Democrats skeptical of DACA deal framework

Democrats skeptical of DACA deal framework
© Getty Images
Democratic leaders are facing swift pushback over the parameters of a potential immigration deal hours after President TrumpDonald John TrumpCuomo grilled by brother about running for president: 'No. no' Maxine Waters unleashes over Trump COVID-19 response: 'Stop congratulating yourself! You're a failure' Meadows resigns from Congress, heads to White House MORE and lawmakers appeared to agree on the broad framework.
Some Democratic lawmakers are pushing back on including changes to "chain migration," which allows citizens and permanent residents to sponsor family members, as well as changes to the State Department's Diversity Visa Lottery system as part of the potential deal.
The pushback underscores the uphill climb negotiators face in cobbling together an agreement that satisfies either party's base.
Members of the Congressional Tri-Caucus — which includes the Asian Pacific American, Black and Hispanic caucuses — said after a meeting with Democratic leadership Tuesday night that they did not believe changes to family-based immigration or the diversity visa lottery should be part of any agreement.
"I have no doubt that those will get discussed. ... But we're going to really push them to [focusing on DACA and border security]," Rep. Michelle Lujan GrishamMichelle Lynn Lujan GrishamStates urge citizens to stay at home, businesses to suspend in-person operations Governors plead with Trump for more coronavirus supplies, testing Five Latinas who could be Biden's running mate MORE (D-N.M.), chairwoman of the Congressional Hispanic Caucus, told reporters, calling it "something that gets the majority of the Senate on board, gets the majority of the House on board."
Rep. Ruben GallegoRuben GallegoLawmakers highlight flights back to DC for huge coronavirus vote Hispanic Democrats demand funding for multilingual coronavirus messaging Five Latinas who could be Biden's running mate MORE (D-Ariz.) argued that visa lottery reforms or changes to family immigration should be discussed as part of a larger comprehensive immigration bill.
Rep. Linda Sánchez (D-Calif.) said she has "real issues" with linking either issues to a fix for the Deferred Action for Childhood Arrivals (DACA) program. 
"I even have issues with the border security element of DACA and dreamers. ... If we want to talk about border security, you know, let's do it in a comprehensive immigration bill," she said. 
Lawmakers said after a White House meeting that they had agreed to link the two issues, as well as border security, to a fix for DACA. 
But a group of House members, as well as Sen. Kamala HarrisKamala Devi HarrisBiden tops Trump by 9 points in Fox News poll Biden could be picking the next president: VP choice more important than ever With VP pick, Biden can't play small ball in a long ball world MORE (D-Calif.), raised concerns about the framework being touted by Republicans and the White House during a more than hourlong meeting with Sen. Dick DurbinRichard (Dick) Joseph DurbinSenator Tom Coburn's government oversight legacy Democratic lawmakers demand government stop deporting unaccompanied children Legal immigrants at risk of losing status during coronavirus pandemic MORE (D-Ill.), House Minority Leader Nancy PelosiNancy PelosiMeadows resigns from Congress, heads to White House Pelosi floats undoing SALT deduction cap in next coronavirus bill Overnight Health Care: More states order residents to stay at home | Trump looks to sell public on coronavirus response | Judges block Ohio, Texas abortion bans | Dems eye infrastructure in next relief bill MORE (D-Calif.) and Minority Whip Steny HoyerSteny Hamilton HoyerProcedural politics: What just happened with the coronavirus bill? DC argues it is shortchanged by coronavirus relief bill Lysol, disinfecting wipes and face masks mark coronavirus vote in House MORE (D-Md.).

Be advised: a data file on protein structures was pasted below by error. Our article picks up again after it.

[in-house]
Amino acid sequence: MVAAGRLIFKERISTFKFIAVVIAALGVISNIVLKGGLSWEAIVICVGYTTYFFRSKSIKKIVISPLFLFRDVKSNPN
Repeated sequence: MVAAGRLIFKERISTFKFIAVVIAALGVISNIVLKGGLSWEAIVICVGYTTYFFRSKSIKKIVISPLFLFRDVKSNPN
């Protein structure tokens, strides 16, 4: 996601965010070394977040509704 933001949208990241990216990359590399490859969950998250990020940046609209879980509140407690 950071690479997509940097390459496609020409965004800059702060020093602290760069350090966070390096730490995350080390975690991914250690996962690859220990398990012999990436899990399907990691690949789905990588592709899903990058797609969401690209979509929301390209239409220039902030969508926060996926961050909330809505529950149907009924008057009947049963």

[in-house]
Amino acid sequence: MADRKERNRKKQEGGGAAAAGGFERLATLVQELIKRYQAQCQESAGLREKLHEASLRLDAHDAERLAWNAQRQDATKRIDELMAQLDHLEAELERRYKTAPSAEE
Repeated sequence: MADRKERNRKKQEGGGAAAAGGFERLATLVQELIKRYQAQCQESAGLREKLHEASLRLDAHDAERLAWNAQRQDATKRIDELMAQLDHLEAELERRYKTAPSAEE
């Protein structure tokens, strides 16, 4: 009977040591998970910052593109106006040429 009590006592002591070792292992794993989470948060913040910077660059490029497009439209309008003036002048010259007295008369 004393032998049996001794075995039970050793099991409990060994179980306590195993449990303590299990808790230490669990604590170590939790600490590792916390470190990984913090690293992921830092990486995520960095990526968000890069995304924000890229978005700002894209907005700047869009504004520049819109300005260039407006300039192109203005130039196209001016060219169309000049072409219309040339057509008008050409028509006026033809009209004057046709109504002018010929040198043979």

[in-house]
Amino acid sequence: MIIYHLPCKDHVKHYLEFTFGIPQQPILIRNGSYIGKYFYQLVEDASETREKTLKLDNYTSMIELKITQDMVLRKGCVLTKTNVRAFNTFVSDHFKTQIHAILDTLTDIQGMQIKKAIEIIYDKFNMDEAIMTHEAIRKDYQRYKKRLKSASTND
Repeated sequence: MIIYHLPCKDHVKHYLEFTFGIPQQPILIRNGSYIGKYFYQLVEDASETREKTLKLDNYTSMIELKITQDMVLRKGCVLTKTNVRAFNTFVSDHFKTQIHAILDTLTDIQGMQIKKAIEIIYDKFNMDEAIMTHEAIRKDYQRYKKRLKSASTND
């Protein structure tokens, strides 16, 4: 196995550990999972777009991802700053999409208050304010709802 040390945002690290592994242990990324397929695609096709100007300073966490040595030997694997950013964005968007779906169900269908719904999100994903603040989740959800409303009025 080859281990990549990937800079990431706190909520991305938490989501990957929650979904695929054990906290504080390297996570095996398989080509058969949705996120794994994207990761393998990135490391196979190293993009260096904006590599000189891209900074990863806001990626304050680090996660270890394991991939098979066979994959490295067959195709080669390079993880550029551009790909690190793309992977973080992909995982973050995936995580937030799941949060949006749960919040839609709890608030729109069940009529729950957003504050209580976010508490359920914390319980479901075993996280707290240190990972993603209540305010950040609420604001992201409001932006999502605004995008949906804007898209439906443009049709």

Durbin, who has taken the lead on negotiating for Senate Democrats, acknowledged that rank-and-file members had concerns. 
"There's so much uncertainty. We don't have anything really nailed down. People are worried about the direction," he told reporters. 
Asked if he would support the four parameters being outlined, he added that it would come down to the details of what was ultimately included. 
"I'm just saying that there are ways to do things that are painless and ways that are fatal," he said. 
Hoyer also downplayed that Democrats had committed to a framework that linked family-based immigration reforms, DACA, border security and the visa lottery. 
"I'm prepared to discuss resolving the issue of the Dreamers. ... Now that does not mean I am for X, Y or Z," he said. 
The Trump administration announced last year that it was ending the DACA program, which allows some immigrants brought into the country as children to work and go to school if they meet certain requirements. 
Though that gives Congress until March to come up with an agreement, Democrats are demanding a fix be included in any legislation to fund the government past Jan. 19. They're also under pressure from progressives and outside activists to take a hardline in the negotiations after Democratic leadership left immigration out of both the September and December funding bills.
Durbin, however, said Tuesday night that Democrats are sticking with their demand while acknowledging the short timeframe. 
"It's even worse than you think. It's 10 days away by a generous count and four of those days we're not in session," he said. 
Asked about McConnell's comments, Durbin declined to speculate on whether or not more Democrats would vote "no" on an additional continuing resolution if there isn't a DACA deal. 
"He has not been helpful at any stage when it comes to this matter, and I'm hoping that other senators will prevail in the Republican caucus," he said.